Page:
Stumbling along at half speed to its scheduled end-date of 2018, Sellafield’s ‘flagship’ Thermal Oxide Reprocessing Plant (THORP) continues to notch up missed targets – this time the completion of all overseas reprocessing contracts by the end of 2016. Overseas customers must now wait (at least) until 2018 (the closure date for the plant itself) to see the end of what has been, for them, a less than rewarding reprocessing experience.
In early 2014, a Sellafield stakeholder meeting was told that the shearing of all remaining overseas LWR fuel – scheduled to be dealt with in roughly equal tranches over financial years 2014/15 – 2016/17 – would be completed by November 2016. Featuring high on Sellafield’s ‘to do’ list, the 2016 projection was highlighted as a ‘key activity’ by the Nuclear Decommissioning Authority (NDA) in its Business Plan 2014-17, an annotation that reflected the pressure exerted by successive UK Governments – concerned by the loss of face from any failure of inter-government contract agreements – for the earliest completion of overseas reprocessing work.
By October 2015 however, Sellafied Ltd admitted to the same stakeholders that technical difficulties within THORP had prevented the reprocessing of any overseas fuel in 2015/16 and that the outstanding tonnage was now scheduled for completion by THORP’s closure in 2018. As shown in the Table below, published by the UK Government’s Department of Energy & Climate Change (DECC) in January 2015, the outstanding contracts amount to some 150 tonnes with German utilities dominating the list at 146 tonnes. The remnant overseas contracts are likely to be dealt with via ‘virtual reprocessing’, where equivalent amounts of fissile materials and waste would be allocated to each client.
|Customer country||Fuel delivered, tU||Fuel reprocessed, tU||Fuel in stock, tU|
Providing only limited detail of the technical difficulties within THORP that has forced the new delay in completing the German contracts, Sellafield Ltd has pointed the finger at the problems associated with insoluble fuel debris (including the cladding of the fuel) which results from the initial stage of reprocessing when the spent fuel is sheared and dissolved in nitric acid. Whilst some debris is sieved out at the dissolver stage, other insoluble debris is transported within the dissolved liquor through further stages of the plant where, in the form of ‘coarse fines’, it causes internal scouring, pipework erosion and system blockages.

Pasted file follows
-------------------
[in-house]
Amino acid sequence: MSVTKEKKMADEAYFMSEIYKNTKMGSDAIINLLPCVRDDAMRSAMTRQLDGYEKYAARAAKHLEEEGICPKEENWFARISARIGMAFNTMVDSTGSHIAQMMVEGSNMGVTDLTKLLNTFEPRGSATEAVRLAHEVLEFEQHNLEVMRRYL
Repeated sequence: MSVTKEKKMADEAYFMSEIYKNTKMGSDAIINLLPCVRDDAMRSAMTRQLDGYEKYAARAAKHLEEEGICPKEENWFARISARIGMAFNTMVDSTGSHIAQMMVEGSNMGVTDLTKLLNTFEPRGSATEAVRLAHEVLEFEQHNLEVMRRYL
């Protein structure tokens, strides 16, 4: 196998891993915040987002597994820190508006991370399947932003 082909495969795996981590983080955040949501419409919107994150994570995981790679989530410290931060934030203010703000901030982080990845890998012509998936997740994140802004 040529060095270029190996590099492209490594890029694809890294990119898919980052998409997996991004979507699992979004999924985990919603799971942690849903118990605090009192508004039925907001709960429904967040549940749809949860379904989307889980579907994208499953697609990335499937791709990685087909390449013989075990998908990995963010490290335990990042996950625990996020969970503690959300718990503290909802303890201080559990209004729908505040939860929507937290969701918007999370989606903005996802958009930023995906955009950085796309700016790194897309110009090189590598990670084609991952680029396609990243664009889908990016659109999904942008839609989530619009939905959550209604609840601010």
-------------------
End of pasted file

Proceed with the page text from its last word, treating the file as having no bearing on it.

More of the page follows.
Whilst such events have caused a number of extended THORP stoppages over the years, in this case the problem lies apparently with the development of a pinhole in a decanter, which is designed to remove any remaining fuel debris from the dissolved fuel liquor prior to its further chemical separation. Given the historic experience of the zirconium alloy fuel cladding of overseas LWR fuel proving more problematic than UK AGR fuel in terms of blockage and erosion, the former has been re-scheduled in order to protect the remnant life of 21-year old THORP by providing an easier run-in to its 2018 closure date.
The fallout from the enforced re-scheduling of overseas fuel falls squarely on the unfortunate German utilities that own the 146 tonnes of LWR fuel that remain to be reprocessed, some of which was contracted for THORP’s first ten year Baseload period and projected for completion by 2004. The prospect of that completion now slipping to 2018 – an overall delay of 14 years – will doubtless further infuriate the very same Baseload Customers (BLC) who, in a leaked document relating to a meeting with British Nuclear Fuels plc (BNFL) in September 2000, warned of a loss of confidence in Sellafield’s technical ability that was enhanced by “BNFL’s apparent inability to reprocess our fuel within the agreed baseload period”. The German power stations from whom Baseload contracts had been secured for THORP included Krummel, Brokdorf, Unterweser, Grohnde, Biblis, Neckarwestheim, Gundremmingen and Lingen.
The planned closedown of THORP in November 2018 – described as a political decision unlikely to be reversed – will lead to a 4-year period of Post Operative Clean Out (POCO) of the plant. As a pre-cursor, THORP’s Receipt and Storage Pond water will be caustically ‘dosed’ to enable the long-term storage of the estimated 5400 tonnes of AGR spent fuel that will remain un-reprocessed and pond-stored prior to disposal. Such a status has enraged Sellafield’s trades unions and some local authority members who are threatening to withhold any further support for the UK’s ongoing search for an underground waste dump that will contain spent fuel they consider best reprocessed.
Bringing in much needed revenue to the Nuclear Decommissioning Authority to help towards Sellafield’s ever rising clean-up and decommissioning costs, completing this overseas work has long been a priority for the UK Government and Sellafield Ltd. Put in context, THORP’s original order book included some xxx tonnes of LWR fuel from overseas utilities. All such contracts, plus those secured from the UK’s fleet of AGR power stations, were originally scheduled for completion in 2010, a date that had to be abandoned in 2005 when THORP suffered a major leak accident (INES 3) which closed the plant for almost 2 years and reduced its future ‘throughput’ by around 50%.